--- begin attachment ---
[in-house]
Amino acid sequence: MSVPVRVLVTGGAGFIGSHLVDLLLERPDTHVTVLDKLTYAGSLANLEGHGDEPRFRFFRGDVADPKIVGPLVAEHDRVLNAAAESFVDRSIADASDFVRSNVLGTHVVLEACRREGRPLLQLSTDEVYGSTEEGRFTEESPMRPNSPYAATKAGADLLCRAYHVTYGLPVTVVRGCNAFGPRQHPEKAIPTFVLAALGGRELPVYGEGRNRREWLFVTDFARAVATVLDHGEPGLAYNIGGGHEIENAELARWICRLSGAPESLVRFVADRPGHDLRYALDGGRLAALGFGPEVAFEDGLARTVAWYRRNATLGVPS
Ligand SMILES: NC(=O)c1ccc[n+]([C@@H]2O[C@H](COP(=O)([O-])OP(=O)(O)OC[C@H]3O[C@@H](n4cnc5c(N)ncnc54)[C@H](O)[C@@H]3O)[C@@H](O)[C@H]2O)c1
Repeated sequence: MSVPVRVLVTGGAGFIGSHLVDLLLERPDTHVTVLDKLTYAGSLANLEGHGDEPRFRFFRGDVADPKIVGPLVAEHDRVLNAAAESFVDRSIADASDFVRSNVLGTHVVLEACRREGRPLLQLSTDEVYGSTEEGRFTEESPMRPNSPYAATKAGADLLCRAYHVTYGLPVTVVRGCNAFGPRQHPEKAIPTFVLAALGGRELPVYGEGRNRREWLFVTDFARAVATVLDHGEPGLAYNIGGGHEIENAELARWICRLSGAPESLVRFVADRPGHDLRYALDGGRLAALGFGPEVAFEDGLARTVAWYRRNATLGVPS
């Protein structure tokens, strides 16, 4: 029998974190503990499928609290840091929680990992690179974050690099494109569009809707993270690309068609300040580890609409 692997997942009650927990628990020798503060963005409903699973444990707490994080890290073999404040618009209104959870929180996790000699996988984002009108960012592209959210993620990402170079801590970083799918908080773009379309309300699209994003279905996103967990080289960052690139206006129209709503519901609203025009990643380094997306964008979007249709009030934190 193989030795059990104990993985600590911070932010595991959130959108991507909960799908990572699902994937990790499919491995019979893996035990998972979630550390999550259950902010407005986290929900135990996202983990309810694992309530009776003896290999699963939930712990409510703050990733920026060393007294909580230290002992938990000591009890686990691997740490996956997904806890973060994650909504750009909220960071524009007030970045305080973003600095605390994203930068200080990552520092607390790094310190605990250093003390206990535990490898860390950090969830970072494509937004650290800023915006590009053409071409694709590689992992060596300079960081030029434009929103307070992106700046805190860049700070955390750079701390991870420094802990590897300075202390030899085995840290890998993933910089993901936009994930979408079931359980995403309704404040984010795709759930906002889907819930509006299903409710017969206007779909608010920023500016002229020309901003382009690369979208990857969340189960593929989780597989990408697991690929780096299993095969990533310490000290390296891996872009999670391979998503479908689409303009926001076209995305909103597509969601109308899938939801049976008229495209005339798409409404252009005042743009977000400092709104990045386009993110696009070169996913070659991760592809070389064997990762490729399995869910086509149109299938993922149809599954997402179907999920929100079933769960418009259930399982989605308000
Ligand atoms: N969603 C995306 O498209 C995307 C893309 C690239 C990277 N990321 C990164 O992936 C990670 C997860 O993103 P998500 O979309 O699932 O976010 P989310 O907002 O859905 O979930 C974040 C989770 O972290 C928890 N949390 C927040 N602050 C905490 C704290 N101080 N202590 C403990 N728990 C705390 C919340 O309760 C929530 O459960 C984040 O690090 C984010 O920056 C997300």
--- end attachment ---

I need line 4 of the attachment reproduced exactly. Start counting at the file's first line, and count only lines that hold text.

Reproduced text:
Repeated sequence: MSVPVRVLVTGGAGFIGSHLVDLLLERPDTHVTVLDKLTYAGSLANLEGHGDEPRFRFFRGDVADPKIVGPLVAEHDRVLNAAAESFVDRSIADASDFVRSNVLGTHVVLEACRREGRPLLQLSTDEVYGSTEEGRFTEESPMRPNSPYAATKAGADLLCRAYHVTYGLPVTVVRGCNAFGPRQHPEKAIPTFVLAALGGRELPVYGEGRNRREWLFVTDFARAVATVLDHGEPGLAYNIGGGHEIENAELARWICRLSGAPESLVRFVADRPGHDLRYALDGGRLAALGFGPEVAFEDGLARTVAWYRRNATLGVPS